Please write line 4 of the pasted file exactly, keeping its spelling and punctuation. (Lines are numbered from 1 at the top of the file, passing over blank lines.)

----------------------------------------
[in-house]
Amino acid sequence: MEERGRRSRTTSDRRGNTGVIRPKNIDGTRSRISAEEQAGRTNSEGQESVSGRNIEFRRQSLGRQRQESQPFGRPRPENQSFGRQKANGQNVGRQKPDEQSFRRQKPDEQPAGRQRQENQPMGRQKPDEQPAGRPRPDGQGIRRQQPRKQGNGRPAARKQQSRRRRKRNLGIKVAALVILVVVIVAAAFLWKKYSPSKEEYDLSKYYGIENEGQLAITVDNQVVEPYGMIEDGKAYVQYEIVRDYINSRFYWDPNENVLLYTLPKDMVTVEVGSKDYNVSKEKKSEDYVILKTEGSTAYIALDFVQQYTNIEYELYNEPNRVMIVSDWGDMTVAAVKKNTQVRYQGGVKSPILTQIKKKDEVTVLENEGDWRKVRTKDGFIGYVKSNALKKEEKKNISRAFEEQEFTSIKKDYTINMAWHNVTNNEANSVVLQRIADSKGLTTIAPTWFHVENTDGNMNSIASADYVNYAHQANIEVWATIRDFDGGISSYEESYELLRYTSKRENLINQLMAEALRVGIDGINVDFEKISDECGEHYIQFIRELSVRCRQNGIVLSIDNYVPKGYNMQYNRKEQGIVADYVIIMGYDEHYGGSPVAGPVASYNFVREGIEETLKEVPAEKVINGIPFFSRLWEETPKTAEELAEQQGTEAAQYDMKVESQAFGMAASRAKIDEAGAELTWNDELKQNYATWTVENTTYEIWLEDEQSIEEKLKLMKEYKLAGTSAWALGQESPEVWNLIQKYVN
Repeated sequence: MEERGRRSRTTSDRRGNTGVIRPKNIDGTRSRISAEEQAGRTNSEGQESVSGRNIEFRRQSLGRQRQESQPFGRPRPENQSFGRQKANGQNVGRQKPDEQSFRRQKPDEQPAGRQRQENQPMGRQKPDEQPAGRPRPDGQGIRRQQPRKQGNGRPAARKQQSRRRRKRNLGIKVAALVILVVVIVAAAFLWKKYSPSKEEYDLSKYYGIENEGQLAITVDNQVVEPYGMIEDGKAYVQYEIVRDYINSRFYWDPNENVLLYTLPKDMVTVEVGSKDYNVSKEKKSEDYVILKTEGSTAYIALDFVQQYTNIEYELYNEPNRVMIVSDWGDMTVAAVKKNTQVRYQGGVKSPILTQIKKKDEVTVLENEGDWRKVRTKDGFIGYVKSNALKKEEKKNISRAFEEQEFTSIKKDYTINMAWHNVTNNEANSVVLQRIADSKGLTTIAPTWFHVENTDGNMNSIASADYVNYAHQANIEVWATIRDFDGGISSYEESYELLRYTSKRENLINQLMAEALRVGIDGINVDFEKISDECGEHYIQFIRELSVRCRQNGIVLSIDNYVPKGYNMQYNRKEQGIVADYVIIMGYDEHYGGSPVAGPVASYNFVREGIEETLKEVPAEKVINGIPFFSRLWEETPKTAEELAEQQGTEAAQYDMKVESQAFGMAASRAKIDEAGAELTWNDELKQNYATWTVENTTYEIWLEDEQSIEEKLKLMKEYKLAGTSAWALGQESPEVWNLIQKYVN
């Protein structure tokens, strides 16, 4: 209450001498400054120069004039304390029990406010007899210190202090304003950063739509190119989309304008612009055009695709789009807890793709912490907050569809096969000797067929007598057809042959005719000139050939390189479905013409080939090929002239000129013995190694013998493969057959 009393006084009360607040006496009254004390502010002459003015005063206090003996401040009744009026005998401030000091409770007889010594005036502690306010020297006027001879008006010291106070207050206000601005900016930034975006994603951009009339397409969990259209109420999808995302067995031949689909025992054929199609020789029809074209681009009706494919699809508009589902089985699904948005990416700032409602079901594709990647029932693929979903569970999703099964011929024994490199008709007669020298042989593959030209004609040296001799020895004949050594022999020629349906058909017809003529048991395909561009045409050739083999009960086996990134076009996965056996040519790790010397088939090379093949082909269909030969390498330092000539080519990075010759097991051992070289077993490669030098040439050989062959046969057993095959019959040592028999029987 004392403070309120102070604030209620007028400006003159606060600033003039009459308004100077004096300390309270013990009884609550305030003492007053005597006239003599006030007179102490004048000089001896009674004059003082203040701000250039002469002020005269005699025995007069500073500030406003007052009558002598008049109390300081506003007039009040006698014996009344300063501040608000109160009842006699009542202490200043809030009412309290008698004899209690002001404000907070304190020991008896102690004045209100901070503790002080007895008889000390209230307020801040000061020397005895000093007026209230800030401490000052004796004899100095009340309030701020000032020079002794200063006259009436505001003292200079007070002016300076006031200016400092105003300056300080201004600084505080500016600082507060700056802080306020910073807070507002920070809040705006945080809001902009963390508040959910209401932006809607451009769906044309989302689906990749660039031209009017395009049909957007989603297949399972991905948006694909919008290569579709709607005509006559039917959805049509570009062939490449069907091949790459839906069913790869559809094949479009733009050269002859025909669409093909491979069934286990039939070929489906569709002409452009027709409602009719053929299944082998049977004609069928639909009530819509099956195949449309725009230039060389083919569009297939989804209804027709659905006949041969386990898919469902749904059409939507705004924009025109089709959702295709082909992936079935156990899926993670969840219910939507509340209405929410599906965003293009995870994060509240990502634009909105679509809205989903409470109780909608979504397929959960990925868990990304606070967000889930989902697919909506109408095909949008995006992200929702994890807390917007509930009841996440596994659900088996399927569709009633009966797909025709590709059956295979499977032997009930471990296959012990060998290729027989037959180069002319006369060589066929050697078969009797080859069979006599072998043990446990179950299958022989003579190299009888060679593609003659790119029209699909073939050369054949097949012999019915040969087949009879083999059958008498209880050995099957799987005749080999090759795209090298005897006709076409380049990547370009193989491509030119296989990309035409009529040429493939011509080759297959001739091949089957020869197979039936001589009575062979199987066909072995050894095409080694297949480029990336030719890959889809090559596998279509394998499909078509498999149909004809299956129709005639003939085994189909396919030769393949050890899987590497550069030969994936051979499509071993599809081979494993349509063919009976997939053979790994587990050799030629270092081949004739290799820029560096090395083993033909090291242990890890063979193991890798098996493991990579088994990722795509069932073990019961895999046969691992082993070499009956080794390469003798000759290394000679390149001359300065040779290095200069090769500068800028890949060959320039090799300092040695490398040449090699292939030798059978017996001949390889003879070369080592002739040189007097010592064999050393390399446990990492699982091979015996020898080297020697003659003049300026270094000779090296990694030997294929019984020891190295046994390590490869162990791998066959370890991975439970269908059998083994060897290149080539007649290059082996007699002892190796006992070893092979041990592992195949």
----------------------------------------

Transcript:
């Protein structure tokens, strides 16, 4: 209450001498400054120069004039304390029990406010007899210190202090304003950063739509190119989309304008612009055009695709789009807890793709912490907050569809096969000797067929007598057809042959005719000139050939390189479905013409080939090929002239000129013995190694013998493969057959 009393006084009360607040006496009254004390502010002459003015005063206090003996401040009744009026005998401030000091409770007889010594005036502690306010020297006027001879008006010291106070207050206000601005900016930034975006994603951009009339397409969990259209109420999808995302067995031949689909025992054929199609020789029809074209681009009706494919699809508009589902089985699904948005990416700032409602079901594709990647029932693929979903569970999703099964011929024994490199008709007669020298042989593959030209004609040296001799020895004949050594022999020629349906058909017809003529048991395909561009045409050739083999009960086996990134076009996965056996040519790790010397088939090379093949082909269909030969390498330092000539080519990075010759097991051992070289077993490669030098040439050989062959046969057993095959019959040592028999029987 004392403070309120102070604030209620007028400006003159606060600033003039009459308004100077004096300390309270013990009884609550305030003492007053005597006239003599006030007179102490004048000089001896009674004059003082203040701000250039002469002020005269005699025995007069500073500030406003007052009558002598008049109390300081506003007039009040006698014996009344300063501040608000109160009842006699009542202490200043809030009412309290008698004899209690002001404000907070304190020991008896102690004045209100901070503790002080007895008889000390209230307020801040000061020397005895000093007026209230800030401490000052004796004899100095009340309030701020000032020079002794200063006259009436505001003292200079007070002016300076006031200016400092105003300056300080201004600084505080500016600082507060700056802080306020910073807070507002920070809040705006945080809001902009963390508040959910209401932006809607451009769906044309989302689906990749660039031209009017395009049909957007989603297949399972991905948006694909919008290569579709709607005509006559039917959805049509570009062939490449069907091949790459839906069913790869559809094949479009733009050269002859025909669409093909491979069934286990039939070929489906569709002409452009027709409602009719053929299944082998049977004609069928639909009530819509099956195949449309725009230039060389083919569009297939989804209804027709659905006949041969386990898919469902749904059409939507705004924009025109089709959702295709082909992936079935156990899926993670969840219910939507509340209405929410599906965003293009995870994060509240990502634009909105679509809205989903409470109780909608979504397929959960990925868990990304606070967000889930989902697919909506109408095909949008995006992200929702994890807390917007509930009841996440596994659900088996399927569709009633009966797909025709590709059956295979499977032997009930471990296959012990060998290729027989037959180069002319006369060589066929050697078969009797080859069979006599072998043990446990179950299958022989003579190299009888060679593609003659790119029209699909073939050369054949097949012999019915040969087949009879083999059958008498209880050995099957799987005749080999090759795209090298005897006709076409380049990547370009193989491509030119296989990309035409009529040429493939011509080759297959001739091949089957020869197979039936001589009575062979199987066909072995050894095409080694297949480029990336030719890959889809090559596998279509394998499909078509498999149909004809299956129709005639003939085994189909396919030769393949050890899987590497550069030969994936051979499509071993599809081979494993349509063919009976997939053979790994587990050799030629270092081949004739290799820029560096090395083993033909090291242990890890063979193991890798098996493991990579088994990722795509069932073990019961895999046969691992082993070499009956080794390469003798000759290394000679390149001359300065040779290095200069090769500068800028890949060959320039090799300092040695490398040449090699292939030798059978017996001949390889003879070369080592002739040189007097010592064999050393390399446990990492699982091979015996020898080297020697003659003049300026270094000779090296990694030997294929019984020891190295046994390590490869162990791998066959370890991975439970269908059998083994060897290149080539007649290059082996007699002892190796006992070893092979041990592992195949």